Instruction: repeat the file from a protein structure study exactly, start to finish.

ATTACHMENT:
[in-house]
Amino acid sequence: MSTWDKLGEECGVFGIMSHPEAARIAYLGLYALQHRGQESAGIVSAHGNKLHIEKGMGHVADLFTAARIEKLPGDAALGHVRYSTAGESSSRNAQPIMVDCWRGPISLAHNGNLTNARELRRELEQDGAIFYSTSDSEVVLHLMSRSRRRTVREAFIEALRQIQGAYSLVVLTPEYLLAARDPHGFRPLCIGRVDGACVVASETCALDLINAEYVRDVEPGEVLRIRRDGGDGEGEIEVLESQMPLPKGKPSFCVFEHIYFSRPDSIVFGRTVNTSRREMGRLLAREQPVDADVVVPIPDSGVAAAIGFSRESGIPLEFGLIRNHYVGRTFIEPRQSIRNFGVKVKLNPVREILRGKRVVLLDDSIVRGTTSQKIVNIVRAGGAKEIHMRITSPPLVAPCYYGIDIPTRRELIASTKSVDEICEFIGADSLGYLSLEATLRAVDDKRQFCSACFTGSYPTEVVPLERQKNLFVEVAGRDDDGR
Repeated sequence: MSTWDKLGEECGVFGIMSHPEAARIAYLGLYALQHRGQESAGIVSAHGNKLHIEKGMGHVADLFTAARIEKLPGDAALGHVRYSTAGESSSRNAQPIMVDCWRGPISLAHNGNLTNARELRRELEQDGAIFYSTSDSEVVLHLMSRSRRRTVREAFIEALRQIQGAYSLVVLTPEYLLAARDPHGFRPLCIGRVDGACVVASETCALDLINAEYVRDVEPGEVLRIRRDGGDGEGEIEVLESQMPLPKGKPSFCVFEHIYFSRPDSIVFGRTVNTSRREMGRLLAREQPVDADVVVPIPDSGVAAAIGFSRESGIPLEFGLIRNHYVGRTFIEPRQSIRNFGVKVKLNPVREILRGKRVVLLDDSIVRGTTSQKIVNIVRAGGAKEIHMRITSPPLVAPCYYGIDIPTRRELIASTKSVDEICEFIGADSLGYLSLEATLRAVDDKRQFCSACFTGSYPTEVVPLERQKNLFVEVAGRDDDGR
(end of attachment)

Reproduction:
[in-house]
Amino acid sequence: MSTWDKLGEECGVFGIMSHPEAARIAYLGLYALQHRGQESAGIVSAHGNKLHIEKGMGHVADLFTAARIEKLPGDAALGHVRYSTAGESSSRNAQPIMVDCWRGPISLAHNGNLTNARELRRELEQDGAIFYSTSDSEVVLHLMSRSRRRTVREAFIEALRQIQGAYSLVVLTPEYLLAARDPHGFRPLCIGRVDGACVVASETCALDLINAEYVRDVEPGEVLRIRRDGGDGEGEIEVLESQMPLPKGKPSFCVFEHIYFSRPDSIVFGRTVNTSRREMGRLLAREQPVDADVVVPIPDSGVAAAIGFSRESGIPLEFGLIRNHYVGRTFIEPRQSIRNFGVKVKLNPVREILRGKRVVLLDDSIVRGTTSQKIVNIVRAGGAKEIHMRITSPPLVAPCYYGIDIPTRRELIASTKSVDEICEFIGADSLGYLSLEATLRAVDDKRQFCSACFTGSYPTEVVPLERQKNLFVEVAGRDDDGR
Repeated sequence: MSTWDKLGEECGVFGIMSHPEAARIAYLGLYALQHRGQESAGIVSAHGNKLHIEKGMGHVADLFTAARIEKLPGDAALGHVRYSTAGESSSRNAQPIMVDCWRGPISLAHNGNLTNARELRRELEQDGAIFYSTSDSEVVLHLMSRSRRRTVREAFIEALRQIQGAYSLVVLTPEYLLAARDPHGFRPLCIGRVDGACVVASETCALDLINAEYVRDVEPGEVLRIRRDGGDGEGEIEVLESQMPLPKGKPSFCVFEHIYFSRPDSIVFGRTVNTSRREMGRLLAREQPVDADVVVPIPDSGVAAAIGFSRESGIPLEFGLIRNHYVGRTFIEPRQSIRNFGVKVKLNPVREILRGKRVVLLDDSIVRGTTSQKIVNIVRAGGAKEIHMRITSPPLVAPCYYGIDIPTRRELIASTKSVDEICEFIGADSLGYLSLEATLRAVDDKRQFCSACFTGSYPTEVVPLERQKNLFVEVAGRDDDGR